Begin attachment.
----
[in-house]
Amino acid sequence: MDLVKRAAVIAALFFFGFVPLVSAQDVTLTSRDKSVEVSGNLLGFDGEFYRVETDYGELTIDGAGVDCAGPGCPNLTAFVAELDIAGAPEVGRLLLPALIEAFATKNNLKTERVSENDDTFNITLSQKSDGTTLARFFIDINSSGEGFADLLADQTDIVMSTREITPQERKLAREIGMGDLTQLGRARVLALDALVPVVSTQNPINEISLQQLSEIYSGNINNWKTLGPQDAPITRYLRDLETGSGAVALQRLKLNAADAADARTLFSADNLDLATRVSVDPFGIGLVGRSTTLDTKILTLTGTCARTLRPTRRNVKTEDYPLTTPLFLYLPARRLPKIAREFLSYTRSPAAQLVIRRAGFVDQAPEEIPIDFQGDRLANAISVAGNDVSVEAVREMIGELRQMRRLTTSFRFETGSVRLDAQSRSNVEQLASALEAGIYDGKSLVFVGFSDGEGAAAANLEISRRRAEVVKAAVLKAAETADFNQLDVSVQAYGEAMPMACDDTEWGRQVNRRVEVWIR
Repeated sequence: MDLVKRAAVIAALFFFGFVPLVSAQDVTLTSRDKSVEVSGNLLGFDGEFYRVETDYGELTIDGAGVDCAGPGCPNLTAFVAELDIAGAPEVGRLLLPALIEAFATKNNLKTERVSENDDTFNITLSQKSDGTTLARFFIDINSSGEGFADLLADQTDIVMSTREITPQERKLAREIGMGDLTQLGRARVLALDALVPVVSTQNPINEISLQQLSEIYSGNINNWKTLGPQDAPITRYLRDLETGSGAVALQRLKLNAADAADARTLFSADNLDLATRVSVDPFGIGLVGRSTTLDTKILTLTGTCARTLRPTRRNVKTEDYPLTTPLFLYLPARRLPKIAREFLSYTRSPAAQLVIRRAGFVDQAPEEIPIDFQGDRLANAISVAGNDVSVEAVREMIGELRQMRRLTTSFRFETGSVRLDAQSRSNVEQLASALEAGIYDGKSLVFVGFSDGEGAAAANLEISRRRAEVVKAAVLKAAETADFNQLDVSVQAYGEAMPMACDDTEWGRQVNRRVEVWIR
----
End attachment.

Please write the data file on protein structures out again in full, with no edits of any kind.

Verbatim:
[in-house]
Amino acid sequence: MDLVKRAAVIAALFFFGFVPLVSAQDVTLTSRDKSVEVSGNLLGFDGEFYRVETDYGELTIDGAGVDCAGPGCPNLTAFVAELDIAGAPEVGRLLLPALIEAFATKNNLKTERVSENDDTFNITLSQKSDGTTLARFFIDINSSGEGFADLLADQTDIVMSTREITPQERKLAREIGMGDLTQLGRARVLALDALVPVVSTQNPINEISLQQLSEIYSGNINNWKTLGPQDAPITRYLRDLETGSGAVALQRLKLNAADAADARTLFSADNLDLATRVSVDPFGIGLVGRSTTLDTKILTLTGTCARTLRPTRRNVKTEDYPLTTPLFLYLPARRLPKIAREFLSYTRSPAAQLVIRRAGFVDQAPEEIPIDFQGDRLANAISVAGNDVSVEAVREMIGELRQMRRLTTSFRFETGSVRLDAQSRSNVEQLASALEAGIYDGKSLVFVGFSDGEGAAAANLEISRRRAEVVKAAVLKAAETADFNQLDVSVQAYGEAMPMACDDTEWGRQVNRRVEVWIR
Repeated sequence: MDLVKRAAVIAALFFFGFVPLVSAQDVTLTSRDKSVEVSGNLLGFDGEFYRVETDYGELTIDGAGVDCAGPGCPNLTAFVAELDIAGAPEVGRLLLPALIEAFATKNNLKTERVSENDDTFNITLSQKSDGTTLARFFIDINSSGEGFADLLADQTDIVMSTREITPQERKLAREIGMGDLTQLGRARVLALDALVPVVSTQNPINEISLQQLSEIYSGNINNWKTLGPQDAPITRYLRDLETGSGAVALQRLKLNAADAADARTLFSADNLDLATRVSVDPFGIGLVGRSTTLDTKILTLTGTCARTLRPTRRNVKTEDYPLTTPLFLYLPARRLPKIAREFLSYTRSPAAQLVIRRAGFVDQAPEEIPIDFQGDRLANAISVAGNDVSVEAVREMIGELRQMRRLTTSFRFETGSVRLDAQSRSNVEQLASALEAGIYDGKSLVFVGFSDGEGAAAANLEISRRRAEVVKAAVLKAAETADFNQLDVSVQAYGEAMPMACDDTEWGRQVNRRVEVWIR